German conservative party head calls for serious discussion on climate action law – media
Conservative party head Annegret Kramp-Karrenbauer has called for a serious discussion about the climate action law planned by the federal government, reports Silke Kersting in the Handelsblatt. Germany either has to stipulate CO₂ reduction targets for each ministry’s policy field, “or you take up the idea of CO₂ pricing,” she said at a real estate conference. Both approaches would be difficult to introduce, but had to be debated in detail, which was “very high” on her agenda. “We must have this discussion and conclude it by the end of the year,” she said. Kramp-Karrenbauer has succeeded German Chancellor Angela Merkel as leader of the Christian Democratic Union (CDU) and is a likely candidate for chancellor after the next national elections.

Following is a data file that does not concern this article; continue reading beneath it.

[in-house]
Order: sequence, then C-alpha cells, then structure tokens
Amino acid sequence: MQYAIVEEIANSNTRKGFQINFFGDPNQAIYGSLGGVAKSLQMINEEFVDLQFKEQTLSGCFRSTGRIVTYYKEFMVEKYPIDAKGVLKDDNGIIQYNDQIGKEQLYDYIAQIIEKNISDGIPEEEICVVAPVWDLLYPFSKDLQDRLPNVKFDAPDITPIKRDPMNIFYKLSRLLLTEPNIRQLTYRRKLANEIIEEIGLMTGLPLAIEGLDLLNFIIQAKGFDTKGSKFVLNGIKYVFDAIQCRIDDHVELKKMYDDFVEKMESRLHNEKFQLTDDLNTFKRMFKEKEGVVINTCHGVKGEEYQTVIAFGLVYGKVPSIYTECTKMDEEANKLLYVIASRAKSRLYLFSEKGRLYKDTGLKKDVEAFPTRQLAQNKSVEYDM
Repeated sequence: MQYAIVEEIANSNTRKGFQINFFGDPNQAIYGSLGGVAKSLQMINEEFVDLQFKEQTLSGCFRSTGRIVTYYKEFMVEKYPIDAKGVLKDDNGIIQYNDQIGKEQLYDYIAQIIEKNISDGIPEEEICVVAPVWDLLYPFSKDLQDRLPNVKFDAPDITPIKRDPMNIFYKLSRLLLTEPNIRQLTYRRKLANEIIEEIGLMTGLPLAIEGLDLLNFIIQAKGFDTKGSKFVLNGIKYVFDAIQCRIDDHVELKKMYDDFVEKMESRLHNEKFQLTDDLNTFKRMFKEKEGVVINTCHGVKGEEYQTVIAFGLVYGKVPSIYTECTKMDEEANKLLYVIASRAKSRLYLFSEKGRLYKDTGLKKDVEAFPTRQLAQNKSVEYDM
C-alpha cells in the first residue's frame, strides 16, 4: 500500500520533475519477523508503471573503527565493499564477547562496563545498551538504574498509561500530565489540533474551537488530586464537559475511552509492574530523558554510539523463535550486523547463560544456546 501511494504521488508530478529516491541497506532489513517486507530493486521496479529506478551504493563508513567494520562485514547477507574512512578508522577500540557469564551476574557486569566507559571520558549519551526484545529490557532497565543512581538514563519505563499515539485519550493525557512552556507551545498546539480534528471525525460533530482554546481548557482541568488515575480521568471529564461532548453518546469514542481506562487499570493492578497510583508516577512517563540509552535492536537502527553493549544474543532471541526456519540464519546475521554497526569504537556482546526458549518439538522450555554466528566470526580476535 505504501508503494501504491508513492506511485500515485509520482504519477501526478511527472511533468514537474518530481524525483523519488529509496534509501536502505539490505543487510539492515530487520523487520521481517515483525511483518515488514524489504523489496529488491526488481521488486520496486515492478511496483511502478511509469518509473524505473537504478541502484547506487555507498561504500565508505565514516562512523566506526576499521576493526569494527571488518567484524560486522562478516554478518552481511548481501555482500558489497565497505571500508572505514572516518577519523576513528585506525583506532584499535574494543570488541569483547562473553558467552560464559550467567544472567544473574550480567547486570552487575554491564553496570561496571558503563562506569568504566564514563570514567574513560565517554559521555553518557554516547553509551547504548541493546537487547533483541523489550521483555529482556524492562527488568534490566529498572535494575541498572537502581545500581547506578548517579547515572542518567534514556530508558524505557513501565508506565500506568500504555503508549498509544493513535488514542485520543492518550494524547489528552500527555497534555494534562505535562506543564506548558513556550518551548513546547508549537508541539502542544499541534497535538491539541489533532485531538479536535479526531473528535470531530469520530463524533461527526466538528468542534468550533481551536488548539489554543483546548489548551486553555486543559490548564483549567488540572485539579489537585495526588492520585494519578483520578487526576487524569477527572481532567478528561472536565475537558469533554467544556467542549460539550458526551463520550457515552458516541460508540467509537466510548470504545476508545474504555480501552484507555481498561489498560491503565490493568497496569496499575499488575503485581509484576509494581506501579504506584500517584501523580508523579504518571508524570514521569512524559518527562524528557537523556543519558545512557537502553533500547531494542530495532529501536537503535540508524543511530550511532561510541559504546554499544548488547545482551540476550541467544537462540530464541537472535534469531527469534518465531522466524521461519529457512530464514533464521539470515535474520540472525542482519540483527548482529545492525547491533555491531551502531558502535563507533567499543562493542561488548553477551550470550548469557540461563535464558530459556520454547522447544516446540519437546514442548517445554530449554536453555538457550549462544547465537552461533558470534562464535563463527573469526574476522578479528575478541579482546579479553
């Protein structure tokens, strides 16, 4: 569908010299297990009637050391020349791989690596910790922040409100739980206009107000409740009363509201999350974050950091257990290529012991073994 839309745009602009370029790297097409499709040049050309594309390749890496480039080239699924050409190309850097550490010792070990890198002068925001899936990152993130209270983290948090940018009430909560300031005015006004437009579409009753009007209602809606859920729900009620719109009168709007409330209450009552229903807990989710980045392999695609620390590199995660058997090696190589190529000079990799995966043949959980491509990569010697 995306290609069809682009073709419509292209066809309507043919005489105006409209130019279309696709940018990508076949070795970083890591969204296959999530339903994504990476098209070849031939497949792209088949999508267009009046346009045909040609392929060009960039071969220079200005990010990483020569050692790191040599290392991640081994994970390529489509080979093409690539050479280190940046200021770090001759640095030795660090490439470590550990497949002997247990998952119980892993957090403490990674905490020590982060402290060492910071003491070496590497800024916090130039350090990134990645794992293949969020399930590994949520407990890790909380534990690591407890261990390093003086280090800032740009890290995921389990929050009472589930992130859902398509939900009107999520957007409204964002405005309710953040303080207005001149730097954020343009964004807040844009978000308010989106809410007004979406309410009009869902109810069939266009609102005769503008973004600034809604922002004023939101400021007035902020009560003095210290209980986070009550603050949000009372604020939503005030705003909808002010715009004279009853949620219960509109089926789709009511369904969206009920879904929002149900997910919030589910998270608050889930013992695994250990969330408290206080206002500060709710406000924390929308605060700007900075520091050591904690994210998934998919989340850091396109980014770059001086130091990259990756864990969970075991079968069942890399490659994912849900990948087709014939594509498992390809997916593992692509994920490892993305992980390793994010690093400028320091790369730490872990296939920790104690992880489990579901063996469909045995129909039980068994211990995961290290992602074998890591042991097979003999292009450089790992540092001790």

Over the past days, German media has reported that a dispute over what is supposed to be its most important climate policy is adding to the woes of Germany’s governing coalition. Chancellor Merkel’s conservative CDU/CSU alliance and their centre-left coalition partner SPD are split over the basic design of the planned climate action law, due this year. Environment minister Svenja Schulze’s plan to set binding sectoral climate targets and hold other ministries financially accountable for failing to abide by these has met with staunch resistance from politicians of the conservative alliance. Several CDU/CSU members have criticised Schulze’s plans for putting her ministry in a “dominating position” over others, and said the planned law “is not dead but put on hold” for now.